Posts Tagged ‘Brand reputation’

No Matter How Corrupt FIFA Is, It Is Here To Stay

June 16, 2015
Flickr / Steven Depolo

Flickr / Steven Depolo

It’s been a bad couple of weeks for FIFA. The world’s governing body of soccer has been the subject of numerous headlines, not for the Women’s World Cup currently taking place, but for a large-scale corruption scandal.

It all started on May 26, when several top FIFA officials were arrested on corruption charges. A little over a week later, the long-standing President of FIFA, Sepp Blatter, resigned. And to add fuel to the fire, FIFA recently fired its communications director after making a public joke about the organization’s legal troubles.

There’s no denying FIFA’s reputation is in shambles. The media is laser focused on scrutinizing the organization’s actions and missteps. But despite all the negative media, the criminal investigation, and widespread corruption, FIFA is still as powerful as ever. Do soccer fans even care about the FIFA scandals?

Sports organizations are hit with scandals all the time, yet the sports stay as popular as ever. Take the NFL for example. Last year, the NFL was thrown under the bus for its handling of issues concerning domestic violence. The NFL’s reputation took a hit, but did the sports suffer as a result? No. Fans continued to support their favorite teams and brands continued to spend millions of dollars in advertisement with the NFL.

When it comes to sports, fans care more about the game than the organization behind it. As a sports fan myself, I’ve seen some of my favorite sports get hit with scandals that dealt a blow to the organization’s reputation. Did the scandal stop me from watching the games? No way. As a fan, you’re part of a community that has one unifying factor: the love of the game. My loyalty is with my team, and almost nothing can shake that.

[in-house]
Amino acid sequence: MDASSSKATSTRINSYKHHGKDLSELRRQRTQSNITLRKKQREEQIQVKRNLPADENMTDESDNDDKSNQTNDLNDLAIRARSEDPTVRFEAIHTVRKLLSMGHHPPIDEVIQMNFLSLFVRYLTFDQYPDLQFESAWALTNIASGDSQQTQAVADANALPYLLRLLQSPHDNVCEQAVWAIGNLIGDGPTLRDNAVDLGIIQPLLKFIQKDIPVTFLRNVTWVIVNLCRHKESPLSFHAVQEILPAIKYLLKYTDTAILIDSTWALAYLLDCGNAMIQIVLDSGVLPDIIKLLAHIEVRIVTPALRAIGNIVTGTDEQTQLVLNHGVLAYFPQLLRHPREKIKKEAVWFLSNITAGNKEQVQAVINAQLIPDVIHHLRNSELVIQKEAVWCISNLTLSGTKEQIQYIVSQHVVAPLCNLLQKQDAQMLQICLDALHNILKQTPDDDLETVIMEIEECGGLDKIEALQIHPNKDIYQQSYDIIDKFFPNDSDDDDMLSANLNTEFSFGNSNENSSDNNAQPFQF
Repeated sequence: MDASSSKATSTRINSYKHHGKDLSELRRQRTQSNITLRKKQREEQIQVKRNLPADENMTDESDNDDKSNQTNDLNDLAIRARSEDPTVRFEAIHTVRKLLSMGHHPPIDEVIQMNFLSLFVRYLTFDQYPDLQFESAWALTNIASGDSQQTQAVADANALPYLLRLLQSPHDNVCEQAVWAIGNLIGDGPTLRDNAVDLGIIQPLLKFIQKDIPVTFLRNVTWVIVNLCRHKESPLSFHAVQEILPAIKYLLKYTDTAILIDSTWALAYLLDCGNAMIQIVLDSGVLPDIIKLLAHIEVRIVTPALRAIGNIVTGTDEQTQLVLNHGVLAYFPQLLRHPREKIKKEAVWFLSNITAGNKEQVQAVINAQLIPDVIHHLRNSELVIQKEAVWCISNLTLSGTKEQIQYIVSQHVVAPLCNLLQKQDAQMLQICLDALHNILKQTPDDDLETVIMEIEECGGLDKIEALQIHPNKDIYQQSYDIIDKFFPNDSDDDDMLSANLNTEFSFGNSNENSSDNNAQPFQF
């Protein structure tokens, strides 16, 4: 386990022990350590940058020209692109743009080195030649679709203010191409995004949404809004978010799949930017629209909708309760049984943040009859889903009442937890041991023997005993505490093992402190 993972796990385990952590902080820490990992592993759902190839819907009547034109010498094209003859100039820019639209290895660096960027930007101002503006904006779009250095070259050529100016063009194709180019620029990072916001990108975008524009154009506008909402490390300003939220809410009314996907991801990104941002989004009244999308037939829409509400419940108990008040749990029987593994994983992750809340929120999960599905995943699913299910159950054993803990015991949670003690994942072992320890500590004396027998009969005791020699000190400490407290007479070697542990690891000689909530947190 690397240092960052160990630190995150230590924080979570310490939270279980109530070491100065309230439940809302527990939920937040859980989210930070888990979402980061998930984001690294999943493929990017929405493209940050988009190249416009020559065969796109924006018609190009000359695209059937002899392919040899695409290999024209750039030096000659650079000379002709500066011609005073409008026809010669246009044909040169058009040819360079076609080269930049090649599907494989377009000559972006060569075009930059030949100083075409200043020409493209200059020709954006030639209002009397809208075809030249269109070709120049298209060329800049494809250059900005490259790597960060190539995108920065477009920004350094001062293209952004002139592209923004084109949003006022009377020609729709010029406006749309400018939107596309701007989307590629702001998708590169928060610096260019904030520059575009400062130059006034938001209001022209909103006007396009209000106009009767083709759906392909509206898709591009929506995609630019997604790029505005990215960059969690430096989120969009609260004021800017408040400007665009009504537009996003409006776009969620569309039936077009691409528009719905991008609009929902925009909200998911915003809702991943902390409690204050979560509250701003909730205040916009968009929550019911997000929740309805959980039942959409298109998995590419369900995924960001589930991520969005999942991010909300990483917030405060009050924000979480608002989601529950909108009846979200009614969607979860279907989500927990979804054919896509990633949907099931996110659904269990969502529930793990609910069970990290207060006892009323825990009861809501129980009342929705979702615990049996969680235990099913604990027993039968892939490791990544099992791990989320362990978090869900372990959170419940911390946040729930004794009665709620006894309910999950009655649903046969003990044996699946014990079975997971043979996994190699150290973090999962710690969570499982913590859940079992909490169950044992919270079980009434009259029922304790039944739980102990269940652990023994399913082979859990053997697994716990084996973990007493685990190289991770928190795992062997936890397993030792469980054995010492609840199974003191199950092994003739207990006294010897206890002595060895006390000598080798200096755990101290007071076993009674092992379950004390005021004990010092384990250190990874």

No matter how corrupt FIFA is, in the end, it is going to be fine. Soccer fans aren’t going to just turn their back on the sport that they love. For many countries, especially outside the United States, soccer is about more than just a game, it’s a religion. The team you root for is part of your identity and fans aren’t going to abandon the sport that’s so integral to their community and culture.

As long as soccer is still soccer, fans will continue to watch FIFA’s games. They will continue to attend the World Cup and brands will continue to shell out millions of dollars in advertisements. No matter how corrupt FIFA turns out to be, as long as soccer remains a powerhouse sport, FIFA will be a powerhouse as well.

John Oliver tackled this love/hate relationship with FIFA perfectly last year before the World Cup. As he says, no matter how appalling FIFA may be as an organization, a fan’s love for the sport outweighs everything else.


Mean Girl-ing the BlackBerry

October 17, 2012

Remember when the BlackBerry was the most popular device in the school of smartphones?  Sophisticated and savvy, it was a status

Soooo 2008.

symbol of business pros, world travelers and social butterflies.  Me? I loved my BlackBerry during my years as a travel publicist, with its international data plans and QWERTY keyboard.

But, like most BB users, I grew frustrated watching friends use fabulous apps that I couldn’t access.  I can’t recall how many times I had to ask my husband to look up a restaurant or map directions on his iPhone because my BlackBerry was too slow, or couldn’t access a web page.

This loss of enthusiasm has culminated in a trend of BlackBerry shaming, as chronicled in a recent New York Times piece. When I needed a new smartphone in early 2012, I made the iPhone switch.  Now, I sit with Siri and all the “cool” kids at the lunch table.  I feel accepted…. and we all laugh at BlackBerry, downgraded to social outcast.

The stereotype of iPhone users, as portrayed in current Samsung ads, is of smug hipsters, blindly devoted to grouping in line for a product with trivial upgrades, all while teasing rival devices.  The iPhone seems to have become smartphones’ Mean Girl.

Speaking up in its own defense, BlackBerry manufacturer Research in Motion (RIM) declared that the Times never contacted it to obtain a balanced viewpoint.  Loyalists are flocking to support site CrackBerry and blogging about why using a BlackBerry “can still be cool (seriously)”.  And RIM is gearing up for the release of its BB10 platform, designed to compete with the Android, iPhone and Windows Phone.

All the sniping aside, the harsh truth is that BlackBerry’s brand image is in the dumps. How can it regain its role as Queen Bee?  It’s a stretch, but this could be achieved through one heck of a successful launch of the BB10 OS.  But that hinges on the system holding up to the slick speediness of top smartphone devices.   A clever marketing campaign, integrating grassroots movements to resurrect the BlackBerry, would also be key.

As unlikely as that seems, let’s be a little nicer to the BlackBerry folks.  After all, one day that could be us sulking in the corner.

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